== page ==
Fast Five Quiz: Are You Prepared to Confront Pyelonephritis?

Vecihi Batuman, MD


February 26, 2018

Scintigraphy with technetium-99m dimercaptosuccinic acid is almost as sensitive clinically as contrast-enhanced helical/spiral CT (CECT) in detecting focal renal abnormalities during acute pyelonephritis in adults. This modality is not used much in adults, however, because the findings are not specific; focal abnormalities may indicate abscess, cyst, infarct, pyelonephritis, or tumor. In children, technetium-99m dimercaptosuccinic acid scintigraphy is the preferred study because it involves less radiation exposure than CT scans. It is excellent for helping detect inflammation, scarring, and the distribution of renal function between kidneys.

CECT scanning is the imaging study of choice in adults with acute pyelonephritis. CECT is more sensitive than ultrasonography and intravenous pyelography (which has only 25% sensitivity), and it can more readily identify alterations in renal parenchymal perfusion, alterations in contrast excretion, perinephric fluid, and nonrenal disease.

When properly collected, a clean-catch specimen adequately reflects the microbiology of the urine in the bladder. This technique can be performed by ambulatory females aged 6 years and older who do not have any limiting physical handicap. Clean-catch technique can also be performed by ambulatory males aged 6 years and older who do not have any limiting physical handicap. Specimens are usually reliable. Catheterization poses a small risk of introducing bacteria into the normally sterile bladder environment. Circumstances that justify this risk when a urine culture is necessary include the following:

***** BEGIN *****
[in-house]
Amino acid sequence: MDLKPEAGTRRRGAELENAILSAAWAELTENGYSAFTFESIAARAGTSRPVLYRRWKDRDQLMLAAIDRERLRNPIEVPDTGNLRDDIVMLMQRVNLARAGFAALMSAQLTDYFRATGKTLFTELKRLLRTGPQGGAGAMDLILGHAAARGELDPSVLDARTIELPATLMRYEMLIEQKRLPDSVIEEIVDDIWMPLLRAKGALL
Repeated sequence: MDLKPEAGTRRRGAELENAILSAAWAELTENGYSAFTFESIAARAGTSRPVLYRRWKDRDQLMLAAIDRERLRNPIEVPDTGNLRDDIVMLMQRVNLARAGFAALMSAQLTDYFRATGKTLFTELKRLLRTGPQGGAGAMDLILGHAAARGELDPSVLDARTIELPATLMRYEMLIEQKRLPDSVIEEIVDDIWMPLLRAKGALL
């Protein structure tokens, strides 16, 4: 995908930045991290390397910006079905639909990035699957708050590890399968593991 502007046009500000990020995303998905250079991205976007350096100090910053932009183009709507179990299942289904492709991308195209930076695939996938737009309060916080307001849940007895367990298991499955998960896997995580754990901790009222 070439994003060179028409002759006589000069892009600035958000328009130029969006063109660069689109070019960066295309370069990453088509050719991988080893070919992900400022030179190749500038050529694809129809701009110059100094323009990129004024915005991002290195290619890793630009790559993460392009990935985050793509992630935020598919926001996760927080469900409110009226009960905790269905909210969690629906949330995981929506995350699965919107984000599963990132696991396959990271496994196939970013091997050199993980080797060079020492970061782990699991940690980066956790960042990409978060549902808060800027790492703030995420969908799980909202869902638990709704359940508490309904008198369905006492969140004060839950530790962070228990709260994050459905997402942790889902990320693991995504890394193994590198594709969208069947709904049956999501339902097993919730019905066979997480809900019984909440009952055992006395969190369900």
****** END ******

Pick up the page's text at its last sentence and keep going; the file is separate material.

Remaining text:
• Inability to void or difficulty voiding urine even with hydration

  • Marked obesity or redundant labia in females

  • Ill patients who cannot reliably perform the procedure

  • Performance of a urologic procedure during which a specimen can be collected

  • Children 2-6 years of age (if a clinician-assisted clean-catch specimen cannot be collected)

Pyuria is defined as more than 5-10 white blood cells (WBCs) per high-power field (hpf) on a specimen spun at 2000 revolutions/min for 5 minutes. Almost all patients with pyelonephritis have significant pyuria (>20 WBCs/hpf), although the numbers may be smaller, particularly in those with subacute pyelonephritis.

For more on the workup of acute pyelonephritis, read here.


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